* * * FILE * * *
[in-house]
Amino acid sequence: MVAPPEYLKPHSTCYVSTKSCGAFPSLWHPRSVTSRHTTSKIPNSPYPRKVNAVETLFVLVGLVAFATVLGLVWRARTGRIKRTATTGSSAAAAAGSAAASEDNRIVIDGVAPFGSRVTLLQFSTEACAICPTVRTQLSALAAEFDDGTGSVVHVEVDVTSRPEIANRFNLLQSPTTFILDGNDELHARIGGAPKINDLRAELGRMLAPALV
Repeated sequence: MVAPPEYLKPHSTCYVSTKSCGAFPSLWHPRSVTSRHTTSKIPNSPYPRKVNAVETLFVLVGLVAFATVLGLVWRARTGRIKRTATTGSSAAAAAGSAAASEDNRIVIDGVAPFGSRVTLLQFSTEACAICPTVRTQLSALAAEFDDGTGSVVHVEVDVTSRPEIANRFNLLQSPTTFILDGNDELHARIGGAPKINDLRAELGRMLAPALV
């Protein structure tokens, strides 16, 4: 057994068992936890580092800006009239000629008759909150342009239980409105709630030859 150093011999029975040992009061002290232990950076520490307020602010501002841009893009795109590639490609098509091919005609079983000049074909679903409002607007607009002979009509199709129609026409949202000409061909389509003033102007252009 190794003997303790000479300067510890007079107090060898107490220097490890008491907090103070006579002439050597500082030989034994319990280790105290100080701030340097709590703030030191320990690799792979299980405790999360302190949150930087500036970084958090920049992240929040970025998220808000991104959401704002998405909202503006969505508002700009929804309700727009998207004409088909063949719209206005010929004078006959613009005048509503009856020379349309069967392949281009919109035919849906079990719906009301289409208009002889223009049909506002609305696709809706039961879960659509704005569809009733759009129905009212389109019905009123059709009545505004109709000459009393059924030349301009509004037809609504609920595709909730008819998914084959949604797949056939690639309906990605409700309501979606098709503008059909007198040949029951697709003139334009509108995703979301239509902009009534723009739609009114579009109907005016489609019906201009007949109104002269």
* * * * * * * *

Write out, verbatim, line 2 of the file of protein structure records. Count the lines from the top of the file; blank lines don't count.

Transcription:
Amino acid sequence: MVAPPEYLKPHSTCYVSTKSCGAFPSLWHPRSVTSRHTTSKIPNSPYPRKVNAVETLFVLVGLVAFATVLGLVWRARTGRIKRTATTGSSAAAAAGSAAASEDNRIVIDGVAPFGSRVTLLQFSTEACAICPTVRTQLSALAAEFDDGTGSVVHVEVDVTSRPEIANRFNLLQSPTTFILDGNDELHARIGGAPKINDLRAELGRMLAPALV